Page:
Swamiji says …
” Our ‘Sanskriti’, our culture is steeped in the idea of ‘service’. In ‘prakriti’, Nature – the ‘law of the jungle’ prevails, wherein, the strong rule; and, the timid, the weak perish. But Indian culture ; our ‘sanskriti’ – reminds us not to develop a nature, a temperament; as base, as selfish as this. It encourages us to serve those in need, to assist those who are less fortunate than us; thereby, enabling a sense of equality to be experienced, to a certain degree, by society at large.”
“Humari sanskriti vishwa mein sabse oonchi hai aur hamesha hi humari sanskriti ne sabko achcha hee sikhaya hai ! Humari ‘sanskriti’ hum mein seva ki bhavna ko ujaagar karti hai ! Sabki seva ki oer lejaati hai ! Jo kamzor hain unki seva karo…Badon ke prati aadar, sammaan rakho, yeh sikhaati hai ! Humari ‘sanskriti’ ne har kissi ko maan diya hai ! Insaano ko bhi aur baaki jeev ko bhi ! ‘ ‘Gau’ ko mata ka darja diya hai !
Har chotey jeev ki raksha karna sikhayi hai!’ “
“The age old practice of touching the feet of elders in the house and seeking their blessings, instill a sense of deep respect for elders in children. This respect is evident later, too, during their interaction with their seniors, at their workplace, when these children grow into adults.”
“Our ‘sanskars’ teach us to look upon flora and fauna too with reverence.There are not many traditions or belief systems that give humans the perspective to look at animals through such a humane lens. It is because our ancient texts and scriptures have given animals and plants, a Godly status, that many among us feed strays near our homes, give donations to cow shelters and remain strictly vegetarian. But most importantly, such practices develop in us a deep sense of empathy towards all living creation around us.”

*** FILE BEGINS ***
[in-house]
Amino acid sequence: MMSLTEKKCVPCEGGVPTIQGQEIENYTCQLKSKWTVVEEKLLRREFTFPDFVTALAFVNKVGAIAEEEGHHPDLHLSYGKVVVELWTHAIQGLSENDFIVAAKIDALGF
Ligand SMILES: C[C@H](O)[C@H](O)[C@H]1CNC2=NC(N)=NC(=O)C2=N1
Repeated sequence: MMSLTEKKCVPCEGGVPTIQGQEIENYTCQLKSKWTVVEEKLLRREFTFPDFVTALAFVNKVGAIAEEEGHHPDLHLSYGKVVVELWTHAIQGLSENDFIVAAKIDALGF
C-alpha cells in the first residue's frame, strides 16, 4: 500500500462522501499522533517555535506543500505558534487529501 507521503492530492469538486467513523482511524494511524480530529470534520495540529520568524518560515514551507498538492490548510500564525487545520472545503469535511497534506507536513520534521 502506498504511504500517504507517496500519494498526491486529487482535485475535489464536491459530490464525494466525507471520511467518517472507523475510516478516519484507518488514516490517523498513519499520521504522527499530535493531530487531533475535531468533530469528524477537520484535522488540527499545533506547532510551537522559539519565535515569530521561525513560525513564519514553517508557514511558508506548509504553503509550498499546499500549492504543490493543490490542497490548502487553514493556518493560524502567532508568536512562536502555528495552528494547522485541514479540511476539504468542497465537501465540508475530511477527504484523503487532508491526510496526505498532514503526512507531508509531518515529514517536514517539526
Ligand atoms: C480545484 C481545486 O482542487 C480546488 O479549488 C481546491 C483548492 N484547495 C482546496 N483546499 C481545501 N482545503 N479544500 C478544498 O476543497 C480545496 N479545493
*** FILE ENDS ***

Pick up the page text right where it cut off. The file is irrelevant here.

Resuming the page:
” In a society that is growing more Westernised every day, it is important not to lose sight of preserving and having belief in our ancient and glorious culture. The world around us witnesses war, hatred and violence at sporadic intervals. It is important for us to realise that such sections of society have gone back to the ‘jungle law’ where only might is right; and everyone is concerned only about themselves.
However, it is due to the strong values of our heritage, our culture, our ‘sanskriti’ – that our beliefs are uniquely different from the rest, and unlike others, we believe in bridging hate with love ; war with peace and violence’ with ‘ahimsa’. It is our ‘sanskriti’ that teaches us the principle that service to others is service to God, thus aligning our spiritual and material life beautifully.”
“Can a person who is selfish, desirous of fulfilling only his personal wants, uncaring of others around him – ever be a pleasant person to be acquainted with? Yet modern culture tends to celebrate the ‘individual’ who has amassed wealth, speaks in an unabashedly uncouth manner, and seems to be focussed only on his growth. Wouldn’t the mere thought of knowing such a person make us feel uncomfortable?”
” It is here that our ‘sanskriti’ saves us ! Anyone who is raised in the old traditional way, will always be kind, caring and respectful. In other words – ‘Woh ek ‘sabhya’ insaan hoga!’ – a decent, polite, respectful person. And a society that stresses upon,and, gives importance to its ‘sanskriti’ ensures that such ‘sabhyata’- decency, is always present in its people ; thereby, making it a Shangrila to live in !”